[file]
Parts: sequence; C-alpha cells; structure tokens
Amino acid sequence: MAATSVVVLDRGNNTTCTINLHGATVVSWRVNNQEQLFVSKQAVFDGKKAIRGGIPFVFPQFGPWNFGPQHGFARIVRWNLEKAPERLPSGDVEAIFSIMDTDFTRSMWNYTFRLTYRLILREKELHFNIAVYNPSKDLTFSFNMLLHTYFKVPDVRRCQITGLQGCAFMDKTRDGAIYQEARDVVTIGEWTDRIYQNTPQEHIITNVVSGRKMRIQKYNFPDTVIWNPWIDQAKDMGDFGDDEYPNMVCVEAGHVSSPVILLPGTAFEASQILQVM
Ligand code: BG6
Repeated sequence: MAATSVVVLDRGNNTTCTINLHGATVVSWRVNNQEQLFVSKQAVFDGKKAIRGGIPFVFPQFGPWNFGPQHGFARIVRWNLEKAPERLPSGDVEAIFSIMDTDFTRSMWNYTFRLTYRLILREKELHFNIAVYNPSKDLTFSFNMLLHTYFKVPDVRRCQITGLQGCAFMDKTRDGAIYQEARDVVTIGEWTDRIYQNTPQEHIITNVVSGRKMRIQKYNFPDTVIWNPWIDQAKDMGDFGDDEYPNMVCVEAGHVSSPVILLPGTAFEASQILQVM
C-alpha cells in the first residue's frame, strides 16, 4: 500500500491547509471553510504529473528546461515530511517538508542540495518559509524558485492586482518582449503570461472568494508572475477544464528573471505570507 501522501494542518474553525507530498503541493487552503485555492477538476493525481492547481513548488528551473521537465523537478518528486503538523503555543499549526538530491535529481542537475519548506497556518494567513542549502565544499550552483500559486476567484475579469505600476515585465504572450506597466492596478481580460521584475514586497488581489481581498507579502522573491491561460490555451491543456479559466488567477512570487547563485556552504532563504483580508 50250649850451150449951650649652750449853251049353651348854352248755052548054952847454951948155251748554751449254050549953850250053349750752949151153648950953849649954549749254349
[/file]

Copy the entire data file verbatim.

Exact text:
Parts: sequence; C-alpha cells; structure tokens
Amino acid sequence: MAATSVVVLDRGNNTTCTINLHGATVVSWRVNNQEQLFVSKQAVFDGKKAIRGGIPFVFPQFGPWNFGPQHGFARIVRWNLEKAPERLPSGDVEAIFSIMDTDFTRSMWNYTFRLTYRLILREKELHFNIAVYNPSKDLTFSFNMLLHTYFKVPDVRRCQITGLQGCAFMDKTRDGAIYQEARDVVTIGEWTDRIYQNTPQEHIITNVVSGRKMRIQKYNFPDTVIWNPWIDQAKDMGDFGDDEYPNMVCVEAGHVSSPVILLPGTAFEASQILQVM
Ligand code: BG6
Repeated sequence: MAATSVVVLDRGNNTTCTINLHGATVVSWRVNNQEQLFVSKQAVFDGKKAIRGGIPFVFPQFGPWNFGPQHGFARIVRWNLEKAPERLPSGDVEAIFSIMDTDFTRSMWNYTFRLTYRLILREKELHFNIAVYNPSKDLTFSFNMLLHTYFKVPDVRRCQITGLQGCAFMDKTRDGAIYQEARDVVTIGEWTDRIYQNTPQEHIITNVVSGRKMRIQKYNFPDTVIWNPWIDQAKDMGDFGDDEYPNMVCVEAGHVSSPVILLPGTAFEASQILQVM
C-alpha cells in the first residue's frame, strides 16, 4: 500500500491547509471553510504529473528546461515530511517538508542540495518559509524558485492586482518582449503570461472568494508572475477544464528573471505570507 501522501494542518474553525507530498503541493487552503485555492477538476493525481492547481513548488528551473521537465523537478518528486503538523503555543499549526538530491535529481542537475519548506497556518494567513542549502565544499550552483500559486476567484475579469505600476515585465504572450506597466492596478481580460521584475514586497488581489481581498507579502522573491491561460490555451491543456479559466488567477512570487547563485556552504532563504483580508 50250649850451150449951650649652750449853251049353651348854352248755052548054952847454951948155251748554751449254050549953850250053349750752949151153648950953849649954549749254349